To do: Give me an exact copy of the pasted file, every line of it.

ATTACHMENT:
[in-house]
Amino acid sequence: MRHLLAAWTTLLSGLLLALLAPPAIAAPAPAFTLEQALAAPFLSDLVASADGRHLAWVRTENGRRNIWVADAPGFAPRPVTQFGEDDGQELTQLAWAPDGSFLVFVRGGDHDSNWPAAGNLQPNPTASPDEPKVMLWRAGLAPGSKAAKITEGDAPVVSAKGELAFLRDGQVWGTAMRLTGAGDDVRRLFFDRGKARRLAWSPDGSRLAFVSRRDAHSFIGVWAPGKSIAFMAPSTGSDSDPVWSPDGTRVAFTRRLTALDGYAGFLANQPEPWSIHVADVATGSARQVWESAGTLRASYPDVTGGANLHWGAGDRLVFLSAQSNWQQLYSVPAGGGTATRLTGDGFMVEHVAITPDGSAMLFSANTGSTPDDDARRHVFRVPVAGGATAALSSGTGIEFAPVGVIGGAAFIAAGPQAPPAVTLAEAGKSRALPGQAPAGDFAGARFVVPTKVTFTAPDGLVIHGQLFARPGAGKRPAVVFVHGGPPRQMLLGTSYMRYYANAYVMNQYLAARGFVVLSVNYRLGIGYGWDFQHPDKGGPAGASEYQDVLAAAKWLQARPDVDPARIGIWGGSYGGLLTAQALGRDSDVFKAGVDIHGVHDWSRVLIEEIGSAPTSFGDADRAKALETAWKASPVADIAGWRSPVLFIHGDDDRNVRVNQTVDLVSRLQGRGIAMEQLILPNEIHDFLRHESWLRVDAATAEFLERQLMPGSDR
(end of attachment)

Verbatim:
[in-house]
Amino acid sequence: MRHLLAAWTTLLSGLLLALLAPPAIAAPAPAFTLEQALAAPFLSDLVASADGRHLAWVRTENGRRNIWVADAPGFAPRPVTQFGEDDGQELTQLAWAPDGSFLVFVRGGDHDSNWPAAGNLQPNPTASPDEPKVMLWRAGLAPGSKAAKITEGDAPVVSAKGELAFLRDGQVWGTAMRLTGAGDDVRRLFFDRGKARRLAWSPDGSRLAFVSRRDAHSFIGVWAPGKSIAFMAPSTGSDSDPVWSPDGTRVAFTRRLTALDGYAGFLANQPEPWSIHVADVATGSARQVWESAGTLRASYPDVTGGANLHWGAGDRLVFLSAQSNWQQLYSVPAGGGTATRLTGDGFMVEHVAITPDGSAMLFSANTGSTPDDDARRHVFRVPVAGGATAALSSGTGIEFAPVGVIGGAAFIAAGPQAPPAVTLAEAGKSRALPGQAPAGDFAGARFVVPTKVTFTAPDGLVIHGQLFARPGAGKRPAVVFVHGGPPRQMLLGTSYMRYYANAYVMNQYLAARGFVVLSVNYRLGIGYGWDFQHPDKGGPAGASEYQDVLAAAKWLQARPDVDPARIGIWGGSYGGLLTAQALGRDSDVFKAGVDIHGVHDWSRVLIEEIGSAPTSFGDADRAKALETAWKASPVADIAGWRSPVLFIHGDDDRNVRVNQTVDLVSRLQGRGIAMEQLILPNEIHDFLRHESWLRVDAATAEFLERQLMPGSDR